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Much Ado about Nothing (Cambridge School Shakespeare) Paperback – 8 Oct 1992

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Product details

  • Paperback: 192 pages
  • Publisher: Cambridge University Press; New Ed edition (8 Oct. 1992)
  • Language: English
  • ISBN-10: 0521426103
  • ISBN-13: 978-0521426107
  • Product Dimensions: 15.1 x 1.1 x 22.7 cm
  • Average Customer Review: 4.5 out of 5 stars  See all reviews (288 customer reviews)
  • Amazon Bestsellers Rank: 762,975 in Books (See Top 100 in Books)


Product Description

Amazon Review

Like Love's Labours Lost, Much Ado about Nothing shows Shakespeare moving into a more complex and darker terrain through his exploration of an apparently harmless comical romance. The play revolves around the adventures of the two gallants Claudio and Benedick at the court of Sicily. Claudio falls in love with the governor's daughter Hero, and is eager for his more misanthropic friend Benedick to also find love. Benedick is introduced to the fiery, independent Beatrice, and sparks soon fly as they banter with each other in a more wittier version of Kate and Petruchio in The Taming of the Shrew. Beatrice has some wonderful ripostes to marriage asking why should a woman marry "a clod of wayward marl", whilst Benedick grumbles that "She speaks poniards and every word stabs". Meanwhile, the jealous Don John convinces Claudio that Hero has in fact been unfaithful to him. When Claudio rejects Hero on their wedding day, she faints and is taken for dead. In the hectic final scenes the play moves towards reconciliation between Claudio and Hero, and the tentative admission of the love between Benedick and Beatrice. Famously filmed by Kenneth Branagh in the Tuscan countryside with a cast that included Keanu Reeves, Much Ado about Nothing remains one of Shakespeare's most successful comedies. --Jerry Brotton. --This text refers to an out of print or unavailable edition of this title.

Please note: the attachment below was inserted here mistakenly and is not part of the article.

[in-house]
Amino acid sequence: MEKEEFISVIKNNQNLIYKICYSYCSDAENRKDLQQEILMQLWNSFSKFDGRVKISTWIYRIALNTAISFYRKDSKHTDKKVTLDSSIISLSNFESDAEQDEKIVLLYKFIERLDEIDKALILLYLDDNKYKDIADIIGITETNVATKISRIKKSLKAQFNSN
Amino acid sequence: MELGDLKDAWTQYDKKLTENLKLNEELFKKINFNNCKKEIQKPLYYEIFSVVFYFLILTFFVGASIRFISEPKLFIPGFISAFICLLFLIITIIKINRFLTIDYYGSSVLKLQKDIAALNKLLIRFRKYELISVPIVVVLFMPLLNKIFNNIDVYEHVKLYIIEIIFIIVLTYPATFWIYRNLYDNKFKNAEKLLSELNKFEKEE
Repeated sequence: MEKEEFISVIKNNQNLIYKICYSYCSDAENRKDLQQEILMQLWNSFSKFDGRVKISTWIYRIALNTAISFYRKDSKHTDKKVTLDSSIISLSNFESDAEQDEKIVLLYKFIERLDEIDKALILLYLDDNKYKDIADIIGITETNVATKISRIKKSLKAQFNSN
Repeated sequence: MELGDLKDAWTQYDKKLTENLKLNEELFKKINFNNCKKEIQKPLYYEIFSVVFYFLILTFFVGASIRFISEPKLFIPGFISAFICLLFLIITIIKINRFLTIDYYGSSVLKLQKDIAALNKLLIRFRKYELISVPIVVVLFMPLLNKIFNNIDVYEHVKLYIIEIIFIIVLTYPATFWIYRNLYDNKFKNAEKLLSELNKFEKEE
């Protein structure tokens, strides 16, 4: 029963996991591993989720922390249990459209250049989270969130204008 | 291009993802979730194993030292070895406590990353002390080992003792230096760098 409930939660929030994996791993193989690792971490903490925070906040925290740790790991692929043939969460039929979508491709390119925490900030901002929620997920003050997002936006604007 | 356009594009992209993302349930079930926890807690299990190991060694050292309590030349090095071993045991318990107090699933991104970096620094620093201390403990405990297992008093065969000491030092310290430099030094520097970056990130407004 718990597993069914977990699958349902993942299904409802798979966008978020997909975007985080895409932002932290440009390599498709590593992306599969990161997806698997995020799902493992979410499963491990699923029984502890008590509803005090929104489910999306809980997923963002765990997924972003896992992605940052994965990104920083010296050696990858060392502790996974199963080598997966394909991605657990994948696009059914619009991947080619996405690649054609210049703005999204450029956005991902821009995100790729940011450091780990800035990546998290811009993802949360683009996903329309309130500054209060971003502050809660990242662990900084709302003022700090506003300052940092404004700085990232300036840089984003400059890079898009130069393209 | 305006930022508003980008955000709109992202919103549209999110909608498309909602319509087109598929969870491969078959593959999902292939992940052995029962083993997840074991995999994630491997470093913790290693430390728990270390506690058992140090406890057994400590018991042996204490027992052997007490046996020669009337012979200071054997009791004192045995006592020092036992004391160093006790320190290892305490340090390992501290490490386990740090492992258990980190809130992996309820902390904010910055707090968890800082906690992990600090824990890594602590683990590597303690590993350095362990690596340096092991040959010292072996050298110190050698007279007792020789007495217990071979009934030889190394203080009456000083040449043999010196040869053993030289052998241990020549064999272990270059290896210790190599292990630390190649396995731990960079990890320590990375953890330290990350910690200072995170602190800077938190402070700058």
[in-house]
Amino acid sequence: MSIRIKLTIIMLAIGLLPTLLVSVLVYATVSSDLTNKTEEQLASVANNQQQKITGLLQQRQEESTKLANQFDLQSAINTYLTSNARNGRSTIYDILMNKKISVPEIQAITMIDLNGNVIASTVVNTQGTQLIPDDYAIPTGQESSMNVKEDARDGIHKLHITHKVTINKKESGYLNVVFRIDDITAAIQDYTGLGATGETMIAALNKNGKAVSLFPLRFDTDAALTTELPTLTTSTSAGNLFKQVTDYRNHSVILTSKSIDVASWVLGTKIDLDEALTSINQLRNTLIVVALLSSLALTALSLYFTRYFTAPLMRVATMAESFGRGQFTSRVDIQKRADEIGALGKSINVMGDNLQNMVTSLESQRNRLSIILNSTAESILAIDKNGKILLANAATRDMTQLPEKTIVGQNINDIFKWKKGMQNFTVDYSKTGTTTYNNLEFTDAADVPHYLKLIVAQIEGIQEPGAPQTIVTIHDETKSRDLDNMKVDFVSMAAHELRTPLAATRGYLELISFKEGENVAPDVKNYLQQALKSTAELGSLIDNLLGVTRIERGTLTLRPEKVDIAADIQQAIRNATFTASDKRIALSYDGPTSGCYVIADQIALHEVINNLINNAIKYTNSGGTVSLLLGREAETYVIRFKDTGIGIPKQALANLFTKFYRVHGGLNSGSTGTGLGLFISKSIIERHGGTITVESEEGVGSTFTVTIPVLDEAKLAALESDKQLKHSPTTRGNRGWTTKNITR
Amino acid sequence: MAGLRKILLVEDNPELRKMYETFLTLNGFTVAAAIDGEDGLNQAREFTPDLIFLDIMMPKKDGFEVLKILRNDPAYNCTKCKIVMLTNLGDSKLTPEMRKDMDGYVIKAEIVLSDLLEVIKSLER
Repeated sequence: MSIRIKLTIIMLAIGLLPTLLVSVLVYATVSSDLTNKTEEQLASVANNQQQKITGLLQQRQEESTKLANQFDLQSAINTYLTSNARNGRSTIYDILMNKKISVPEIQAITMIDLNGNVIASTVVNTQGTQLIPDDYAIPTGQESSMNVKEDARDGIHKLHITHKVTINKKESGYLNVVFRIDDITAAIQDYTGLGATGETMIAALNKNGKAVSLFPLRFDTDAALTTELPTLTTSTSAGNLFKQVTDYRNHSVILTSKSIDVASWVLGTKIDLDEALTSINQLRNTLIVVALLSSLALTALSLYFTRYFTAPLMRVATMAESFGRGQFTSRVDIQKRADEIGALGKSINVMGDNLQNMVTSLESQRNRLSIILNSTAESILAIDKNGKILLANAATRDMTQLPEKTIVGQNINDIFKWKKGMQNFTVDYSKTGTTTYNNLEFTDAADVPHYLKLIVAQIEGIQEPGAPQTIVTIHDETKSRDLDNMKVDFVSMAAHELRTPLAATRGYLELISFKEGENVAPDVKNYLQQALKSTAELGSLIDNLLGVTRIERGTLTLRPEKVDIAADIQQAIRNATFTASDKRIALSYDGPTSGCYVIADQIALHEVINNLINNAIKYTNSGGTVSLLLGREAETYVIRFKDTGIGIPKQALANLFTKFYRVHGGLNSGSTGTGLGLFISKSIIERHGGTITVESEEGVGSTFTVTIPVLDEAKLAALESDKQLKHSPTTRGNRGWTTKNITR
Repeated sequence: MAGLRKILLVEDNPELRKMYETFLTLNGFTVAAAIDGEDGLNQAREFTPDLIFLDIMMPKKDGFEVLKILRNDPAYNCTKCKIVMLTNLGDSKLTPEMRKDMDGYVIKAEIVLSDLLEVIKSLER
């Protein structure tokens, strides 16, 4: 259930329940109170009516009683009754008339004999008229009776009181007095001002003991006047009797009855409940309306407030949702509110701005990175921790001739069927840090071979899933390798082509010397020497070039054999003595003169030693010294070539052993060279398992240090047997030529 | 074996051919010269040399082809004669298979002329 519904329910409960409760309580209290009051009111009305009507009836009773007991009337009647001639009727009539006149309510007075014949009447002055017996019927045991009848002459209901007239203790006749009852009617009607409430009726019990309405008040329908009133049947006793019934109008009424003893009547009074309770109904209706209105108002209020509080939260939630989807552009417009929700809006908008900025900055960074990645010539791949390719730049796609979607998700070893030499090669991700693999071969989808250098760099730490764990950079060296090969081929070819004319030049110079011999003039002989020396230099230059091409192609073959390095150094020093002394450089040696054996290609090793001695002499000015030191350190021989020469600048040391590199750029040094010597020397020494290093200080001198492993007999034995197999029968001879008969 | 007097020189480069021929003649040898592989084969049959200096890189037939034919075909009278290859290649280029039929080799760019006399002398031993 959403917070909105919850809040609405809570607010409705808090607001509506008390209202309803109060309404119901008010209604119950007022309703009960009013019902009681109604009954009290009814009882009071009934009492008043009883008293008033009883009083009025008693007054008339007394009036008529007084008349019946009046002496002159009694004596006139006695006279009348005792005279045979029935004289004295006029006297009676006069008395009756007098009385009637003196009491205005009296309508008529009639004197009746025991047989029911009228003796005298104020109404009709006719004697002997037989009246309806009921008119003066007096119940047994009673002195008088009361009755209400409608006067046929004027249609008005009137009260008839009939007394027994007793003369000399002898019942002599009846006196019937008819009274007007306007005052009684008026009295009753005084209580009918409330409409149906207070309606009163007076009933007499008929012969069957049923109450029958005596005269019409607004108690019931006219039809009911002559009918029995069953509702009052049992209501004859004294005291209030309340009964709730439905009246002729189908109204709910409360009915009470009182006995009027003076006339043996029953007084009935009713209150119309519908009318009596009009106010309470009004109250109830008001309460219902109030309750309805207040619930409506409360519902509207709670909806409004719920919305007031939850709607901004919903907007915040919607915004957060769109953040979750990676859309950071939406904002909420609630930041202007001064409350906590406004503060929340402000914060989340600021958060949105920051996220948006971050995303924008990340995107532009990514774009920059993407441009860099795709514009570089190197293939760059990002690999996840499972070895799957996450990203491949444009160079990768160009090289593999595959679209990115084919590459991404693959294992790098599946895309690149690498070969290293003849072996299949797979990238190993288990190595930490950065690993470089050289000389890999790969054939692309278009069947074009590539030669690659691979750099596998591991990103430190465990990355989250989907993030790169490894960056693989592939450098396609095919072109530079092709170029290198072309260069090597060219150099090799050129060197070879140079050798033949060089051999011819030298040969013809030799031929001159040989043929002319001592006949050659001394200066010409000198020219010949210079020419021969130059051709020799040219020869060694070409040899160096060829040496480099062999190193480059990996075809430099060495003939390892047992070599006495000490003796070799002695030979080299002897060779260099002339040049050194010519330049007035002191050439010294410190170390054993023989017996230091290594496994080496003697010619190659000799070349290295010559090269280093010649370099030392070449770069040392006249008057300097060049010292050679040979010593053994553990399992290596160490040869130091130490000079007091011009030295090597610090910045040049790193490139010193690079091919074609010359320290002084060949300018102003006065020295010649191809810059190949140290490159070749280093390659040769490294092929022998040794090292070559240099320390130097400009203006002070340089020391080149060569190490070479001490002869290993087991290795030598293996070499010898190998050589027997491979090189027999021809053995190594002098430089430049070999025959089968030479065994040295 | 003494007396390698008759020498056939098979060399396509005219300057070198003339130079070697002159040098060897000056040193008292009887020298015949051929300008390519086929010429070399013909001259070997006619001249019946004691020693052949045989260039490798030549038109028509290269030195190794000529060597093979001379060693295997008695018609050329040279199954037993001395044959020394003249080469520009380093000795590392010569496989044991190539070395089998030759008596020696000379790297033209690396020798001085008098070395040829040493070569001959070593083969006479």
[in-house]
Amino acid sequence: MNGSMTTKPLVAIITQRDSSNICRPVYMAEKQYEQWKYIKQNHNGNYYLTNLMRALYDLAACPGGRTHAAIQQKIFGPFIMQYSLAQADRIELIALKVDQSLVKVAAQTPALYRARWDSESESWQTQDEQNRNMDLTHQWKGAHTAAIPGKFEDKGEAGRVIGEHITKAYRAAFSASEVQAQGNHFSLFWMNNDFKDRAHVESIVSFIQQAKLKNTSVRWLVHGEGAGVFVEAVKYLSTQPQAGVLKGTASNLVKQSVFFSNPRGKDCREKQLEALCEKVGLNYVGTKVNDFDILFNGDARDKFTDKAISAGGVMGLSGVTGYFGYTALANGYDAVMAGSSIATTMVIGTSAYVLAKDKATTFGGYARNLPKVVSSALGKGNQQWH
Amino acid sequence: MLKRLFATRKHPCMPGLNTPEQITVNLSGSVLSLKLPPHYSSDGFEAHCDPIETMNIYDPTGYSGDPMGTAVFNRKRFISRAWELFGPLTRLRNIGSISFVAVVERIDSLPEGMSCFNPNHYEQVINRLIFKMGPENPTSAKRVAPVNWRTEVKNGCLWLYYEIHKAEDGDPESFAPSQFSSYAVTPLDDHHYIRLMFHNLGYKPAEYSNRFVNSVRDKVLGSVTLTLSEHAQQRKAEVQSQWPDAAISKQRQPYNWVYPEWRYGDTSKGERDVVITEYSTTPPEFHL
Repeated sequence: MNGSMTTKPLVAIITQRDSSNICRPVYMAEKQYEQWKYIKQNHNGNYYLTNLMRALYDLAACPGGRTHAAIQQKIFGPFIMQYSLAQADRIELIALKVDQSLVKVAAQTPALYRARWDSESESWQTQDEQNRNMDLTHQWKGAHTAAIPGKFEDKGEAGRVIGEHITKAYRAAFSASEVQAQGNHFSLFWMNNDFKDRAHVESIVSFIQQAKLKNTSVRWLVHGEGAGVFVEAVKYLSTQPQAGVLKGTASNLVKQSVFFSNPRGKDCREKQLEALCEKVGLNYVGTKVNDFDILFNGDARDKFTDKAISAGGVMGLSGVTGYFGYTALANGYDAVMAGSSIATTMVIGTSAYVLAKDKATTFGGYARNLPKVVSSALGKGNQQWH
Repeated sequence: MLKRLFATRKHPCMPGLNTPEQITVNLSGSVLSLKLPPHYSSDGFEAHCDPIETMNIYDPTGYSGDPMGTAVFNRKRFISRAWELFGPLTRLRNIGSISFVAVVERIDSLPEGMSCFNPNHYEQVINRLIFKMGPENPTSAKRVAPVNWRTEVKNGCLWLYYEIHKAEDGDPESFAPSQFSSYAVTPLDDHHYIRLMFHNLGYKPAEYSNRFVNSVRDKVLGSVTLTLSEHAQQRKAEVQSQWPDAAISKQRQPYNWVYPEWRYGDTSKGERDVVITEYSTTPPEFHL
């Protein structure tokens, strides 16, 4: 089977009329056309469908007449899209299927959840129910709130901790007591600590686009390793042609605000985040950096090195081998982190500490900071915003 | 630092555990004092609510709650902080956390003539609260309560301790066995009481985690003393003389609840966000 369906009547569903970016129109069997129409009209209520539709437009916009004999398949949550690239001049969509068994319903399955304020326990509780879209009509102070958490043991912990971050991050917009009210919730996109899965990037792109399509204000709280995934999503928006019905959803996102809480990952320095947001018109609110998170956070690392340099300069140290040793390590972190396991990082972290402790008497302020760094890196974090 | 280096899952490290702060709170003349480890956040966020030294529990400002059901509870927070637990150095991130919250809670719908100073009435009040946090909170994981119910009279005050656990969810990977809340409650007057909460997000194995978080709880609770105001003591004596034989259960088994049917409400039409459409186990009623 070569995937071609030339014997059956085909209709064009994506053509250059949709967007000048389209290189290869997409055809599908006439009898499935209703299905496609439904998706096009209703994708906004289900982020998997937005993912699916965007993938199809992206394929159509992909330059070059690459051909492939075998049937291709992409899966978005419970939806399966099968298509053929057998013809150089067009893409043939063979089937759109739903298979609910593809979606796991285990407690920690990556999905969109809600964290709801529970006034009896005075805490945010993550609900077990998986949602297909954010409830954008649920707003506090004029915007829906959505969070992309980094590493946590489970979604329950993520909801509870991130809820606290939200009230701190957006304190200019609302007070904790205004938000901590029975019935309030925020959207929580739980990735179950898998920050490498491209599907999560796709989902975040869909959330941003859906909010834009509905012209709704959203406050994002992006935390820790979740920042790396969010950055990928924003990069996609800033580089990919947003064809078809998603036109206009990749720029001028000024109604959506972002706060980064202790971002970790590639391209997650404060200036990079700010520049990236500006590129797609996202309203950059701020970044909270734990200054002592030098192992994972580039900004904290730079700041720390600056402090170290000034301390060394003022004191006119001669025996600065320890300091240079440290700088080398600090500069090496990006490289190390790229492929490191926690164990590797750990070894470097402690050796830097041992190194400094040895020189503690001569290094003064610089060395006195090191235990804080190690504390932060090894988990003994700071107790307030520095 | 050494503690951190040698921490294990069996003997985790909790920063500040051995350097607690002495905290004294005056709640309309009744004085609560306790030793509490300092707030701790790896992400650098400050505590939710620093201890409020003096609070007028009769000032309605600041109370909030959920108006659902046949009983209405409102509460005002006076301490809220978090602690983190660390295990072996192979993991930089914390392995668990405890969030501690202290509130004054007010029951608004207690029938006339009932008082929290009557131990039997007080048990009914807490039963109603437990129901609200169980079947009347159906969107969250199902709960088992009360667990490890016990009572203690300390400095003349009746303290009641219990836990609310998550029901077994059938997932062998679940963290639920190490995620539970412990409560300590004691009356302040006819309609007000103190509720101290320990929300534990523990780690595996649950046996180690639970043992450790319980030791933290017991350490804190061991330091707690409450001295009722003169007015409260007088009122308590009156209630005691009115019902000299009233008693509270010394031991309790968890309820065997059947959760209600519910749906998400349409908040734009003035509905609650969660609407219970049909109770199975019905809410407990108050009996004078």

Review

"A quite wonderful idea... So blindingly obvious, I can't understand why nobody had thought of it before. I will certainly use the texts myself" Peter Hall" --This text refers to an alternate Paperback edition.

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LEONATO I learn in this letter, that Don Pedro of Arragon comes this night to Messina. Read the first page
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Customer Reviews

4.5 out of 5 stars

Most Helpful Customer Reviews

22 of 23 people found the following review helpful By Old Flozer on 6 Oct. 2009
Format: DVD Verified Purchase
There are plenty of detailed critiques of the performances and production on here which I won't attempt to emulate; this review is rather for the casual browser who is hovering around the 'add to basket' button. So - Yes! I bought this at a price pretty much equivalent to rental - and I would heartily recommend it as great value and good entertainment. It has its weaknesses - the DVD transfer is not particularly high quality (I'd like to see a fully restored, Blu-Ray version) and has no supplementary material. Of the performances, only Keanu Reeeves' is really dubious - he brings to the part of John the Bastard an impressive physique and little else. There's also some of that rather cloying best buddies quality that accompanies Branagh's core troupe. However, overall it trips along with a light touch and is very entertaining - genuinely so on the strength of the play, not just for the interest of the interpretation. The cinematography and scenery are superb (though again, some colour restoration would have helped, and some of the cast had gone very pink in the Italian sun!). I enjoyed Keaton's perfomance as Dogberry, though I struggled to hear everything he said, and it did remind me of Beetlejuice. I'd forgotten how luminously beautiful and engaging the young Kate Beckinsale was before she became Hollywood Barbie (sigh..), and was very impressed by the naturalness of Denzel Washington's delivery, as Branagh's integration of US actors sometimes jars.

You don't have to be a Shakespeare fanatic to enjoy this, but there is equally plenty there to satisfy the enthusiast. Hit that button!